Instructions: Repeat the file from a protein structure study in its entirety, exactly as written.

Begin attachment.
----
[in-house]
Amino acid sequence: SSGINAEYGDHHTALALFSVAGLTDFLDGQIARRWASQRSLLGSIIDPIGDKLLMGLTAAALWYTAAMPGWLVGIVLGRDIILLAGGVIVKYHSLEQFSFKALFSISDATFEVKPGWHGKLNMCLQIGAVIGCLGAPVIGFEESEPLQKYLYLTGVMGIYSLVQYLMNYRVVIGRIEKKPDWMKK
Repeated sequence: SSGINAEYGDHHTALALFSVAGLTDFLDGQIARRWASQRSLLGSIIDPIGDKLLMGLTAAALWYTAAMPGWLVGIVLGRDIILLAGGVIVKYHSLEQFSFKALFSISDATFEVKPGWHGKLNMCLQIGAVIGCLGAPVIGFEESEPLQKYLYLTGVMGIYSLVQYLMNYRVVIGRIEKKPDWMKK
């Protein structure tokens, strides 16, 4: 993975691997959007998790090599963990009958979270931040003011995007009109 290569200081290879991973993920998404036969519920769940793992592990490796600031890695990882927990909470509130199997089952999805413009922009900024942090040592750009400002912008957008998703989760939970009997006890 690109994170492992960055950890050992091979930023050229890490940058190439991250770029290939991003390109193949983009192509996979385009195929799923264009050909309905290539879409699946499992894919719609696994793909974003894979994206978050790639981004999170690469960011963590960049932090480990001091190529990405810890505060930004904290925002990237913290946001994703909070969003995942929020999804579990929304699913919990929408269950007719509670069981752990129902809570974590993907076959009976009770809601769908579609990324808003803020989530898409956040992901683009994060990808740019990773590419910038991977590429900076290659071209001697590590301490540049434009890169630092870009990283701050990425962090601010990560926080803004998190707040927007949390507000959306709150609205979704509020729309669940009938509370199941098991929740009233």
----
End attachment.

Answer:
[in-house]
Amino acid sequence: SSGINAEYGDHHTALALFSVAGLTDFLDGQIARRWASQRSLLGSIIDPIGDKLLMGLTAAALWYTAAMPGWLVGIVLGRDIILLAGGVIVKYHSLEQFSFKALFSISDATFEVKPGWHGKLNMCLQIGAVIGCLGAPVIGFEESEPLQKYLYLTGVMGIYSLVQYLMNYRVVIGRIEKKPDWMKK
Repeated sequence: SSGINAEYGDHHTALALFSVAGLTDFLDGQIARRWASQRSLLGSIIDPIGDKLLMGLTAAALWYTAAMPGWLVGIVLGRDIILLAGGVIVKYHSLEQFSFKALFSISDATFEVKPGWHGKLNMCLQIGAVIGCLGAPVIGFEESEPLQKYLYLTGVMGIYSLVQYLMNYRVVIGRIEKKPDWMKK
């Protein structure tokens, strides 16, 4: 993975691997959007998790090599963990009958979270931040003011995007009109 290569200081290879991973993920998404036969519920769940793992592990490796600031890695990882927990909470509130199997089952999805413009922009900024942090040592750009400002912008957008998703989760939970009997006890 690109994170492992960055950890050992091979930023050229890490940058190439991250770029290939991003390109193949983009192509996979385009195929799923264009050909309905290539879409699946499992894919719609696994793909974003894979994206978050790639981004999170690469960011963590960049932090480990001091190529990405810890505060930004904290925002990237913290946001994703909070969003995942929020999804579990929304699913919990929408269950007719509670069981752990129902809570974590993907076959009976009770809601769908579609990324808003803020989530898409956040992901683009994060990808740019990773590419910038991977590429900076290659071209001697590590301490540049434009890169630092870009990283701050990425962090601010990560926080803004998190707040927007949390507000959306709150609205979704509020729309669940009938509370199941098991929740009233």